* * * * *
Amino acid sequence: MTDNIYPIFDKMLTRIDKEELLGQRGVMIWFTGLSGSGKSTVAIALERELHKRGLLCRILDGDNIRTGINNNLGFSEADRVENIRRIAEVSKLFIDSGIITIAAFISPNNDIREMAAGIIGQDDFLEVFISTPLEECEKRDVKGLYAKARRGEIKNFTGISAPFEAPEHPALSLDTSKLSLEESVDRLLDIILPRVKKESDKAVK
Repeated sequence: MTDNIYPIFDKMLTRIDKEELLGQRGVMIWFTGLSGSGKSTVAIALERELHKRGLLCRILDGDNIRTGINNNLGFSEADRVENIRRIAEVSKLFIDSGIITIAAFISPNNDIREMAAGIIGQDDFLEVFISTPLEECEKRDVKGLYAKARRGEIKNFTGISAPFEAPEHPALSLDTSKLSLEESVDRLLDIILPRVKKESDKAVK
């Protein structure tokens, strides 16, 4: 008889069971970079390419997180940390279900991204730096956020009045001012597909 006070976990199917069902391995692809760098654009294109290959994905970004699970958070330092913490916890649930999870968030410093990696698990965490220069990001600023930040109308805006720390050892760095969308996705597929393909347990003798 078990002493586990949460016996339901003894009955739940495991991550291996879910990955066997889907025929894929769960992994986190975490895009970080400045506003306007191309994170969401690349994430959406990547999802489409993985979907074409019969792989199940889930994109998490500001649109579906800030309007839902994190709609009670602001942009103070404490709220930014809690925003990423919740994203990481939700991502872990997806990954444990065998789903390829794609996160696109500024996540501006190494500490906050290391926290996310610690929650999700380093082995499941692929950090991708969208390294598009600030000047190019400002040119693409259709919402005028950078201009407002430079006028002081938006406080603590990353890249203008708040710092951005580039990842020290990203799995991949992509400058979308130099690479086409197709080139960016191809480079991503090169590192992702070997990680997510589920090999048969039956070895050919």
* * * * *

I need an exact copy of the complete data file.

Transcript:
Amino acid sequence: MTDNIYPIFDKMLTRIDKEELLGQRGVMIWFTGLSGSGKSTVAIALERELHKRGLLCRILDGDNIRTGINNNLGFSEADRVENIRRIAEVSKLFIDSGIITIAAFISPNNDIREMAAGIIGQDDFLEVFISTPLEECEKRDVKGLYAKARRGEIKNFTGISAPFEAPEHPALSLDTSKLSLEESVDRLLDIILPRVKKESDKAVK
Repeated sequence: MTDNIYPIFDKMLTRIDKEELLGQRGVMIWFTGLSGSGKSTVAIALERELHKRGLLCRILDGDNIRTGINNNLGFSEADRVENIRRIAEVSKLFIDSGIITIAAFISPNNDIREMAAGIIGQDDFLEVFISTPLEECEKRDVKGLYAKARRGEIKNFTGISAPFEAPEHPALSLDTSKLSLEESVDRLLDIILPRVKKESDKAVK
């Protein structure tokens, strides 16, 4: 008889069971970079390419997180940390279900991204730096956020009045001012597909 006070976990199917069902391995692809760098654009294109290959994905970004699970958070330092913490916890649930999870968030410093990696698990965490220069990001600023930040109308805006720390050892760095969308996705597929393909347990003798 078990002493586990949460016996339901003894009955739940495991991550291996879910990955066997889907025929894929769960992994986190975490895009970080400045506003306007191309994170969401690349994430959406990547999802489409993985979907074409019969792989199940889930994109998490500001649109579906800030309007839902994190709609009670602001942009103070404490709220930014809690925003990423919740994203990481939700991502872990997806990954444990065998789903390829794609996160696109500024996540501006190494500490906050290391926290996310610690929650999700380093082995499941692929950090991708969208390294598009600030000047190019400002040119693409259709919402005028950078201009407002430079006028002081938006406080603590990353890249203008708040710092951005580039990842020290990203799995991949992509400058979308130099690479086409197709080139960016191809480079991503090169590192992702070997990680997510589920090999048969039956070895050919």